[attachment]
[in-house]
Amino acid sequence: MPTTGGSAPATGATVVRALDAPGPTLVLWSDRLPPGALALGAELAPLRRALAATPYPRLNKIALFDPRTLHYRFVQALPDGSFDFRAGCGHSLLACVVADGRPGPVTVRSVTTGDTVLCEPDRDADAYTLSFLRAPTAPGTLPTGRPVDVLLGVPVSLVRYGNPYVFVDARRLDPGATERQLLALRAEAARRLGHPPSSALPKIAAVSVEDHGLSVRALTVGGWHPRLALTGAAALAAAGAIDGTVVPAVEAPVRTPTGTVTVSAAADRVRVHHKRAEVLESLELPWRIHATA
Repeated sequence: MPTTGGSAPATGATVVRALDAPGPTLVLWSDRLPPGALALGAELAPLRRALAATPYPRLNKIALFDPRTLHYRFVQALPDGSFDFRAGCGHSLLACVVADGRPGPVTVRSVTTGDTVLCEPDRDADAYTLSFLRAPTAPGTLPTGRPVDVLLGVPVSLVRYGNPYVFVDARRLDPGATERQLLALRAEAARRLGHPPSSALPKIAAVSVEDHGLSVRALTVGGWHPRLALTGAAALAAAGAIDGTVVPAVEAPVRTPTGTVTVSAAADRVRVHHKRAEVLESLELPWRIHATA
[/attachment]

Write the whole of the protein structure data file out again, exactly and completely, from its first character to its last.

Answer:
[in-house]
Amino acid sequence: MPTTGGSAPATGATVVRALDAPGPTLVLWSDRLPPGALALGAELAPLRRALAATPYPRLNKIALFDPRTLHYRFVQALPDGSFDFRAGCGHSLLACVVADGRPGPVTVRSVTTGDTVLCEPDRDADAYTLSFLRAPTAPGTLPTGRPVDVLLGVPVSLVRYGNPYVFVDARRLDPGATERQLLALRAEAARRLGHPPSSALPKIAAVSVEDHGLSVRALTVGGWHPRLALTGAAALAAAGAIDGTVVPAVEAPVRTPTGTVTVSAAADRVRVHHKRAEVLESLELPWRIHATA
Repeated sequence: MPTTGGSAPATGATVVRALDAPGPTLVLWSDRLPPGALALGAELAPLRRALAATPYPRLNKIALFDPRTLHYRFVQALPDGSFDFRAGCGHSLLACVVADGRPGPVTVRSVTTGDTVLCEPDRDADAYTLSFLRAPTAPGTLPTGRPVDVLLGVPVSLVRYGNPYVFVDARRLDPGATERQLLALRAEAARRLGHPPSSALPKIAAVSVEDHGLSVRALTVGGWHPRLALTGAAALAAAGAIDGTVVPAVEAPVRTPTGTVTVSAAADRVRVHHKRAEVLESLELPWRIHATA